In 1995, a boy aged 11 years 2 months had high fever. He was treated at home with ceftriaxone for submandibular lymphadenitis. There was no adenomegaly, and the liver and spleen were not palpable. Laboratory tests showed high sedimentation rate and high C reactive protein level (130 mg/dl); fibrinogen was 500 mg/dl. γ-Glutamyl transpeptidase activity was 1.5 times the upper normal value. Abdominal CT scan showed multiple hypodense hepatic lesions. The child underwent an open liver biopsy. The liver had a "nutmeg" appearance, and histology showed stellate necrotizing granulomata surrounded by palisading epithelioid cells. The boy had had several contacts with a kitten. Warthin-Starry staining was negative, but B. henselae serology was positive by IFA.
Systemic B. henselae infection with hepatosplenic involvement has been reported with increasing frequency in immunocompetent children (2,4). Prolonged fever, with or without peripheral lymphadenitis associated with such systemic symptoms as malaise, fatigue, myalgia, and weight loss are the most frequent clinical manifestations. All our patients had long-lasting fever of unknown origin, and peripheral lymphadenitis was present in approximately half of the patients, a rate similar to that reported by others (4,6). Peripheral lymphadenitis may help in determining the diagnosis, even if systemic CSD may develop in absence of peripheral lymphadenitis. Two of our patients (patients 4 and 7 in Table 1) who had lymphadenitis and fever with no systemic symptoms showed evidence of systemic involvement demonstrated by the presence of isolated hypoechogenic lesions of the spleen on ultrasound. This suggests that systemic involvement may be more frequent than currently thought and may not be associated with severe symptoms.
Visceral involvement was clinically latent in most of our patients; only two had hepatosplenomegaly and/or reported mild abdominal pain. Abdominal pain has recently been reported to be an important clinical symptom suggesting visceral involvement in CSD (6), but our and others' experiences (2) suggest that systemic B. henselae infection should be considered even in the absence of this symptom.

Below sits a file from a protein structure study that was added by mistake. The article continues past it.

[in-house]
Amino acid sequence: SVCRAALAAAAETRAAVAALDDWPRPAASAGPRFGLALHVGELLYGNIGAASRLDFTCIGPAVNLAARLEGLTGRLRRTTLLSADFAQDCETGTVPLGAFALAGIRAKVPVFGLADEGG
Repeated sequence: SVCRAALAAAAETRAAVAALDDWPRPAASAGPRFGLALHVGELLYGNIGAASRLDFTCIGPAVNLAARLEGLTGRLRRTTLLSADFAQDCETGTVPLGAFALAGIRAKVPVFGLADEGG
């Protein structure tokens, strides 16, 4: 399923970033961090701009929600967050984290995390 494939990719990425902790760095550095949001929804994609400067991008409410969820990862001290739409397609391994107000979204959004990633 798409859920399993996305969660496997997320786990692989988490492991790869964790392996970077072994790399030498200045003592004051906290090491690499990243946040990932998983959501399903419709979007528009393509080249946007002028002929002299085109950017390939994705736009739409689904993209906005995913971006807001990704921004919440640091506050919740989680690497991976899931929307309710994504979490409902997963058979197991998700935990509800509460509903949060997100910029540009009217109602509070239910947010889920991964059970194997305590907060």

Abdominal ultrasound was helpful in the diagnosis of visceral B. henselae infection. It should always be performed in cases of prolonged fever of unknown origin, even in absence of clinical and biochemical evidence of liver involvement. The finding of single or multiple hypoechogenic lesions in liver and/or spleen in a child with prolonged fever should suggest systemic B. henselae infection.
In our experience, B. henselae infection was a frequent cause of hypoechogenic hepatic and/or splenic lesions. Histopathologic examination, when performed, showed granulomatous lesions. It is worth noting that B. henselae is not included in the list of causative agents in granulomatous lesion in the liver in a distinguished pediatric hepatology textbook (7). This could be related to the peculiar epidemiology of CSD. In fact, so far, systemic B. henselae infection has been reported mostly in people living in North America (2,4,6). Only recently have there been reports in Europe (8).
Diagnosis of disseminated B. henselae infection was difficult until recently, and most of our patients had many invasive investigations, including surgical liver biopsy. Warthin-Starry staining of affected tissue can suggest diagnosis but is of low diagnostic sensitivity during later stages of the disease (9). Serologic test for B. henselae showed in a different experience a sensitivity and a specificity close to 100% for indirect fluorescence antibody test and for titers more than 1:256 (1,5,10). The presence of high IgM titers to B. henselae is suggested to indicate a recent or ongoing infection (5). Serology for B. henselae thus provides a rapid diagnosis, avoids invasive investigations, and excludes potentially life-threatening disease associated with lymphadenopathy. It should always be performed in children with hypoechogenic hepatosplenic lesions.
All our patients were treated with different types of antibiotics. There is limited evidence of a beneficial effect of antibiotic treatment in disseminated B. henselae infection in the immunocompetent host (9). Treatment with oral azithromycin was recently shown in a controlled study to produce significant clinical benefit in typical CDS (11). In our experience, in patients with hepatosplenic involvement, lesions resolved in all within 6 months of onset, with residual calcification of a splenic lesion in one. In light of recent experience, azithromycin could be proposed in patients with systemic B. henselae infection to accelerate healing of visceral lesions.
In conclusion, systemic B. henselae infection must always be considered in children with fever of unknown origin and represents a frequent cause of inflammatory hepatosplenic lesions in children. Serologic tests allow a rapid and noninvasive diagnosis. Systemic B. henselae infection in a self-limiting disease in immunocompetent children, and diagnostic procedures should be limited to serology. Hepatosplenic involvement can be found even in children with classic CSD with peripheral lymphadenitis, even in absence of apparent systemic manifestations. The frequency of systemic involvement in typical CSD is probably underestimated.
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© 1999 Lippincott Williams & Wilkins, Inc.